Additional staff in the field and new cases accepted for service placed greater responsibility on the supervisors in divisional offices, who must review and sanction each case
carried and at the same time give the social worker in the district advice on the proper
handling of difficult situations. This has meant that divisional staffs had to be
increased, and to some extent the field staff has been drawn upon to supply this need.
Added to the divisions of the Social Assistance Branch, whose social work personnel is provided by the general administration, has been the Psychiatric Division (Provincial Mental Hospital and Child Guidance Clinic), the Old-age Pension Board, and
the Boys' Industrial School. When qualified staff can be found, the Girls' Industrial
School and the Provincial Infirmary will also be added. This provides that the social
workers employed within the Provincial Secretary's Department are under the jurisdiction of the general administration of the Social Assistance Branch, thus co-ordinating the supervision of the general work done by the field staff and making for unity
of purpose in social welfare services and planning. Applications for positions from
qualified social workers have fallen far short of our needs, and for this reason in-service
training for carefully recruited staff has continued throughout the year. Two three-
month courses given were comprised principally of men from the armed forces and
included social workers from two municipalities. The statistics given below closely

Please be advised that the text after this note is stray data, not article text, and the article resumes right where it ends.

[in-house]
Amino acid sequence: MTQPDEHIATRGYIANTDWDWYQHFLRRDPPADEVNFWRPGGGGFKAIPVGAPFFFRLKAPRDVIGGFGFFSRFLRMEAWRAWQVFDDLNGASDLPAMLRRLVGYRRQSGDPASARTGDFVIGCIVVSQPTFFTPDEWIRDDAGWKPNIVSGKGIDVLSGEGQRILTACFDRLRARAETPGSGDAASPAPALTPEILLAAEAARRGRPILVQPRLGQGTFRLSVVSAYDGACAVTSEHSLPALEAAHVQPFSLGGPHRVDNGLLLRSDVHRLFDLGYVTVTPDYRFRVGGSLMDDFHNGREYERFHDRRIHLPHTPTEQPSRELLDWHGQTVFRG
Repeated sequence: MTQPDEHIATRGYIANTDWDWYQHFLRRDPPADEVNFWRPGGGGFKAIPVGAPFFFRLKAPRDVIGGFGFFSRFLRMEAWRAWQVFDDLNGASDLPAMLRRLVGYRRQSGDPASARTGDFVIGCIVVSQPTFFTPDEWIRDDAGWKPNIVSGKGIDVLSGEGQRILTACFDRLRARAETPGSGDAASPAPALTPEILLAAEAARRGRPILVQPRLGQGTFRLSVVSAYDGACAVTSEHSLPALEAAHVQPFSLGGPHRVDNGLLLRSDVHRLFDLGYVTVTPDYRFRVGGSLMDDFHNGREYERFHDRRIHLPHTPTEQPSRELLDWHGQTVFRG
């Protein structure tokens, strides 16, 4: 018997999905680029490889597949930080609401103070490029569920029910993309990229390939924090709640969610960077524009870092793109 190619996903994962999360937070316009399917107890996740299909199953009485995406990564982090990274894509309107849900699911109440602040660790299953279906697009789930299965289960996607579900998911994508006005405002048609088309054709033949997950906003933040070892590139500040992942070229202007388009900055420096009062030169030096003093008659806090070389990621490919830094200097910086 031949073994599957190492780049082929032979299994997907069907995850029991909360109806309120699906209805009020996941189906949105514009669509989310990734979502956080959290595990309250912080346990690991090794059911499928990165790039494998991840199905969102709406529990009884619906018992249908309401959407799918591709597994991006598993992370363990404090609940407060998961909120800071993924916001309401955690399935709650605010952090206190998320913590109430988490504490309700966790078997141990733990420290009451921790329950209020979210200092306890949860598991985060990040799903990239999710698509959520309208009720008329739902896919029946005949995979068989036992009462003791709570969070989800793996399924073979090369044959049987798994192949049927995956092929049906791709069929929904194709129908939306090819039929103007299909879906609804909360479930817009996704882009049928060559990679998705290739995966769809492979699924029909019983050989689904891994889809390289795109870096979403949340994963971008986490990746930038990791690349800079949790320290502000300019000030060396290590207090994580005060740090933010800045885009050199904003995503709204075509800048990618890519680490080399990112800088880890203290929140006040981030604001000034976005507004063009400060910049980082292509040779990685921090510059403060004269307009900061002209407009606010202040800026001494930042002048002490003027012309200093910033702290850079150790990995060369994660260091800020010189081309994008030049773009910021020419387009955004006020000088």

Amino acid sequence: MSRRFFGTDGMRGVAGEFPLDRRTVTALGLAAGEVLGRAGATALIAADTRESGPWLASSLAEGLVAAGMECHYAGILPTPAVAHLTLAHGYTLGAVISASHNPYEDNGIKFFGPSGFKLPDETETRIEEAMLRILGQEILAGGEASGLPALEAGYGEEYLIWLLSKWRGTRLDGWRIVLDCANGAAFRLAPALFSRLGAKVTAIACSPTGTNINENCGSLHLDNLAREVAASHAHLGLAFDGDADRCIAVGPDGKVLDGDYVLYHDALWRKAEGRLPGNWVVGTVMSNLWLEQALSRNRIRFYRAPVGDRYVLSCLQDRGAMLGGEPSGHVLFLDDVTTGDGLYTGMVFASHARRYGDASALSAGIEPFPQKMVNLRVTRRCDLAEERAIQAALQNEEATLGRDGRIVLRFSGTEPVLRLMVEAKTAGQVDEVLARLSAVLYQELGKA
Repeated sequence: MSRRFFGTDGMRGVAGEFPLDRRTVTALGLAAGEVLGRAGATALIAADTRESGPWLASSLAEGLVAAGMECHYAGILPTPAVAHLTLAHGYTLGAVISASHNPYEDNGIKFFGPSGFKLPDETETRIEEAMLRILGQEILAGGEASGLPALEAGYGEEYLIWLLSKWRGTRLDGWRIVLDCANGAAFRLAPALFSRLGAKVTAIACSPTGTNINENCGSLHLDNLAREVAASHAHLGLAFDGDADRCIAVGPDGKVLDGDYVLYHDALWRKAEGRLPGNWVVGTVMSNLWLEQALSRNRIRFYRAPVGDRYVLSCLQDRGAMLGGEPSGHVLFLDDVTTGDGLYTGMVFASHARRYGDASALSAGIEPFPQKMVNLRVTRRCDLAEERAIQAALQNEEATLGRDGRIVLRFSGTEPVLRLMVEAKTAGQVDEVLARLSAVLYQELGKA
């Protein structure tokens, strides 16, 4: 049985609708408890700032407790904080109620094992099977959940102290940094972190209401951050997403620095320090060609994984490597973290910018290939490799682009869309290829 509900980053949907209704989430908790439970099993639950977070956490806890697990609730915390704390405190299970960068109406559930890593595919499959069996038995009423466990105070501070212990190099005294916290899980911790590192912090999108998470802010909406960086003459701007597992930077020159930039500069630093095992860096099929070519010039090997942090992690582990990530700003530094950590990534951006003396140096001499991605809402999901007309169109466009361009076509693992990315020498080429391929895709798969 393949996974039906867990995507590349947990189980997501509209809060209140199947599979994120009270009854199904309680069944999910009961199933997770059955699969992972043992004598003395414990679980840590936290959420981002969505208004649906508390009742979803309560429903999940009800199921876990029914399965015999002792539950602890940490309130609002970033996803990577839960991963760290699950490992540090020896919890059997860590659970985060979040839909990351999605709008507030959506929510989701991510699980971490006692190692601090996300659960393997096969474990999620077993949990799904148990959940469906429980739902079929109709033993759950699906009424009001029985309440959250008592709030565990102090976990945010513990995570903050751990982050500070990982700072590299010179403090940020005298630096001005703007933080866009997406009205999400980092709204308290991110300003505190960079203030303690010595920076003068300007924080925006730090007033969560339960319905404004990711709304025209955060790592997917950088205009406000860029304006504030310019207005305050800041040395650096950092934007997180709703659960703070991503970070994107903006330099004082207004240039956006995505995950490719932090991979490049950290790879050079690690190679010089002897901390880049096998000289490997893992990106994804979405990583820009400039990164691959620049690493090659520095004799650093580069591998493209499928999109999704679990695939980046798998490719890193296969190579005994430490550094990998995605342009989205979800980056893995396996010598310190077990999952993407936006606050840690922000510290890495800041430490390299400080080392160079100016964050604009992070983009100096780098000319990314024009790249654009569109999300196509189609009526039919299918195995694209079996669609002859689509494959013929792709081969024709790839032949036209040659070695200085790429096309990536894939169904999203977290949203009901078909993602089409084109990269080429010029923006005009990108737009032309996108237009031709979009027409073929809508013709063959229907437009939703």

follow the set-up of last year's report in order that comparisons may easily be made.
DISTRICT OFFICES.
During the year under review district offices were opened at Quesnel and Salmon
Arm. Due to shortage of staff the Williams Lake office was closed during the year
and Smithers remained closed.
PERSONNEL.
Actual appointments made during the year totalled forty-two. To offset this there
were twenty-eight resignations, which means an actual increase of only fourteen. Six
members of the staff were given leave of absence—one to join the armed forces and
five to return to university for further study. The following figures show the number
of social workers in both divisional and district offices:—
Staff as at April 1st, 1945.
Staff as at March 31st, 1946.
Men.
Women.
Total.
Men.
Women.
Total.
28
4
36
64
4
35
5
36
71
5
.32
3
36
27
68
30
40                  36
5         |        35
76
40
Totals	
35                  63
98
45                  71
1
116 S 10 BRITISH COLUMBIA.
Taking the above figures at their face value, it would appear there is an increase
of eighteen instead of fourteen, but this is due to the return of several members of
our staff from the armed forces who inadvertently were not shown in last year's figures.
In addition to divisional offices shown last year, the Boys' Industrial School,
Psychiatric Division, and Old-age Pensions have been added. The total of forty as at
March 31st, 1946, in divisional offices is made up as follows:—
General Administration      2
Child Welfare Division  13
Social Allowances, etc.      4
Old-age Pensions  .    2
Psychiatric Division      6
Division of Tuberculosis Control      7
Division of Venereal Disease Control     1
Research Consultant      1
Training Supervisor      1
Temporary war services ;    2
Boys' Industrial School     1
Total  40
MUNICIPAL STAFF.
At the end of the fiscal year there were twenty-one Provincial district offices and,
in addition, there were four municipal offices under our scheme of staff amalgamation
with a staff of twenty-two social workers. Visits have been made to every district
office in the Province.
MUNICIPALITIES.